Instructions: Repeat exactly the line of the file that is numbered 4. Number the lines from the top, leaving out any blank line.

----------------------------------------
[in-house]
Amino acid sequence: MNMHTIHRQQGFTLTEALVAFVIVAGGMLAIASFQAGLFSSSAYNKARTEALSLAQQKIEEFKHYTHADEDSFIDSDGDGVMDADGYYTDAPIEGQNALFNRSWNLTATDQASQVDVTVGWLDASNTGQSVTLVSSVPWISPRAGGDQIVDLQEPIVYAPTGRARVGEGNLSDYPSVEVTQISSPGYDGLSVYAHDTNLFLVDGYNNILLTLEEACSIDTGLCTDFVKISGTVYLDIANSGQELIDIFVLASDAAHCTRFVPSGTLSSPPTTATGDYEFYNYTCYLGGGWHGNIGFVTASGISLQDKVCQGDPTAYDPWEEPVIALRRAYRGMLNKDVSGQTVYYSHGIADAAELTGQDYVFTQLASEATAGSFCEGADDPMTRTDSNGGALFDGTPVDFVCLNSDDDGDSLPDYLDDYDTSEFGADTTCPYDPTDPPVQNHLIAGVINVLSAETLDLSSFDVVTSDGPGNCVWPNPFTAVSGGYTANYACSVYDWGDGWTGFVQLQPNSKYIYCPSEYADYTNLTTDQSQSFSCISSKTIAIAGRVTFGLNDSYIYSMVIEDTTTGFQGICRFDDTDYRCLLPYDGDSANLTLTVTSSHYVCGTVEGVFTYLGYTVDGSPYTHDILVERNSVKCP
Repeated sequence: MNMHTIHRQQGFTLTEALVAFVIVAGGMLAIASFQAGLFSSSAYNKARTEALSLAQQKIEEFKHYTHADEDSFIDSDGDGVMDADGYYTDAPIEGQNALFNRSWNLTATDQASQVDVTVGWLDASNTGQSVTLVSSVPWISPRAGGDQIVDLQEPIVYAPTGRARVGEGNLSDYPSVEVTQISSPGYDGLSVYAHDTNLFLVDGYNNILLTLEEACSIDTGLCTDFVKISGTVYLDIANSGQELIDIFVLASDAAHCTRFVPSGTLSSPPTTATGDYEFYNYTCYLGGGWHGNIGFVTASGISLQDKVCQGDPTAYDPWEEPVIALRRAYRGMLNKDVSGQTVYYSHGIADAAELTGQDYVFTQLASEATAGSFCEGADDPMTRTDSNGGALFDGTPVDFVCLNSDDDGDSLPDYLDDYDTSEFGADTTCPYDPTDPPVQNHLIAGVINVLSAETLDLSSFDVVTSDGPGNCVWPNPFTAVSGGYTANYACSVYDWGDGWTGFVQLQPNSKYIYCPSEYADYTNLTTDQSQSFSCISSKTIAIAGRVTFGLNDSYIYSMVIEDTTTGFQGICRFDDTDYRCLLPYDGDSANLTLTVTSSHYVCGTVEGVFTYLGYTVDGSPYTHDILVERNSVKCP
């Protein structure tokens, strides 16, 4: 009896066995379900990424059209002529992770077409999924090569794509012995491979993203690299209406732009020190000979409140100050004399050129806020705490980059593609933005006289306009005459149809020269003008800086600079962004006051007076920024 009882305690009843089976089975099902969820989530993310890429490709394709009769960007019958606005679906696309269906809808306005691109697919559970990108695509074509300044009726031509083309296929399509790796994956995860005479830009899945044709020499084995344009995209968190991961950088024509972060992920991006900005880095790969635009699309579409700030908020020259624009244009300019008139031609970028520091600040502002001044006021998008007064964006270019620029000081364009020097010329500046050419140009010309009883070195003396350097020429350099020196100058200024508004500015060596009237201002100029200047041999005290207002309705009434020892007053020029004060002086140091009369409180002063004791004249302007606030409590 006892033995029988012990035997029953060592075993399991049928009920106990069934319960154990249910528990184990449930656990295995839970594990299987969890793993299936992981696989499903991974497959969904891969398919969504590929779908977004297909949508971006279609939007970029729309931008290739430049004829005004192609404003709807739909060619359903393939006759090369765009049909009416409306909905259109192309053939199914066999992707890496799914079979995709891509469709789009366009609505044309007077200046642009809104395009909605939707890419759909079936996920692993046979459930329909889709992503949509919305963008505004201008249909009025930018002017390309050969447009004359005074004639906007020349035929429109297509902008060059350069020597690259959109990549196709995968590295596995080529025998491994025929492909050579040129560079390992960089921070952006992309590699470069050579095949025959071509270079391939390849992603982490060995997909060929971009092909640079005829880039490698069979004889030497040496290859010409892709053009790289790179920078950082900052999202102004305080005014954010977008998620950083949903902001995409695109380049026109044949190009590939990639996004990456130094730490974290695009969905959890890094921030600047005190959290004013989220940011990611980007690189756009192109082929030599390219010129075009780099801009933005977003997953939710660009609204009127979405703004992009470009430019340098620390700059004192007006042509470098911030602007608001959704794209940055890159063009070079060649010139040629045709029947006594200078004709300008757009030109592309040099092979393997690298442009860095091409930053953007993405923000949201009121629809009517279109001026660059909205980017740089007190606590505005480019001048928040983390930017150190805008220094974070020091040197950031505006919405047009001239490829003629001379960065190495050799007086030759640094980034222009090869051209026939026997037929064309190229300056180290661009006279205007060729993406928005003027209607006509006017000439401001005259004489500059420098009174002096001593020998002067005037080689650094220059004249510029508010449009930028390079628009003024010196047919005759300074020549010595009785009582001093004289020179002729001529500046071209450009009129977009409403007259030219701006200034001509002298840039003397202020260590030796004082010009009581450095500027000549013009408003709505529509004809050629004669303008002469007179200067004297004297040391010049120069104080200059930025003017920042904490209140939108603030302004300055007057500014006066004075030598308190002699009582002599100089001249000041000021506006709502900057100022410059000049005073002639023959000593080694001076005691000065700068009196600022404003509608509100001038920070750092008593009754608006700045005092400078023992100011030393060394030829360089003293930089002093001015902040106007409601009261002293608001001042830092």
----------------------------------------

């Protein structure tokens, strides 16, 4: 009896066995379900990424059209002529992770077409999924090569794509012995491979993203690299209406732009020190000979409140100050004399050129806020705490980059593609933005006289306009005459149809020269003008800086600079962004006051007076920024 009882305690009843089976089975099902969820989530993310890429490709394709009769960007019958606005679906696309269906809808306005691109697919559970990108695509074509300044009726031509083309296929399509790796994956995860005479830009899945044709020499084995344009995209968190991961950088024509972060992920991006900005880095790969635009699309579409700030908020020259624009244009300019008139031609970028520091600040502002001044006021998008007064964006270019620029000081364009020097010329500046050419140009010309009883070195003396350097020429350099020196100058200024508004500015060596009237201002100029200047041999005290207002309705009434020892007053020029004060002086140091009369409180002063004791004249302007606030409590 006892033995029988012990035997029953060592075993399991049928009920106990069934319960154990249910528990184990449930656990295995839970594990299987969890793993299936992981696989499903991974497959969904891969398919969504590929779908977004297909949508971006279609939007970029729309931008290739430049004829005004192609404003709807739909060619359903393939006759090369765009049909009416409306909905259109192309053939199914066999992707890496799914079979995709891509469709789009366009609505044309007077200046642009809104395009909605939707890419759909079936996920692993046979459930329909889709992503949509919305963008505004201008249909009025930018002017390309050969447009004359005074004639906007020349035929429109297509902008060059350069020597690259959109990549196709995968590295596995080529025998491994025929492909050579040129560079390992960089921070952006992309590699470069050579095949025959071509270079391939390849992603982490060995997909060929971009092909640079005829880039490698069979004889030497040496290859010409892709053009790289790179920078950082900052999202102004305080005014954010977008998620950083949903902001995409695109380049026109044949190009590939990639996004990456130094730490974290695009969905959890890094921030600047005190959290004013989220940011990611980007690189756009192109082929030599390219010129075009780099801009933005977003997953939710660009609204009127979405703004992009470009430019340098620390700059004192007006042509470098911030602007608001959704794209940055890159063009070079060649010139040629045709029947006594200078004709300008757009030109592309040099092979393997690298442009860095091409930053953007993405923000949201009121629809009517279109001026660059909205980017740089007190606590505005480019001048928040983390930017150190805008220094974070020091040197950031505006919405047009001239490829003629001379960065190495050799007086030759640094980034222009090869051209026939026997037929064309190229300056180290661009006279205007060729993406928005003027209607006509006017000439401001005259004489500059420098009174002096001593020998002067005037080689650094220059004249510029508010449009930028390079628009003024010196047919005759300074020549010595009785009582001093004289020179002729001529500046071209450009009129977009409403007259030219701006200034001509002298840039003397202020260590030796004082010009009581450095500027000549013009408003709505529509004809050629004669303008002469007179200067004297004297040391010049120069104080200059930025003017920042904490209140939108603030302004300055007057500014006066004075030598308190002699009582002599100089001249000041000021506006709502900057100022410059000049005073002639023959000593080694001076005691000065700068009196600022404003509608509100001038920070750092008593009754608006700045005092400078023992100011030393060394030829360089003293930089002093001015902040106007409601009261002293608001001042830092």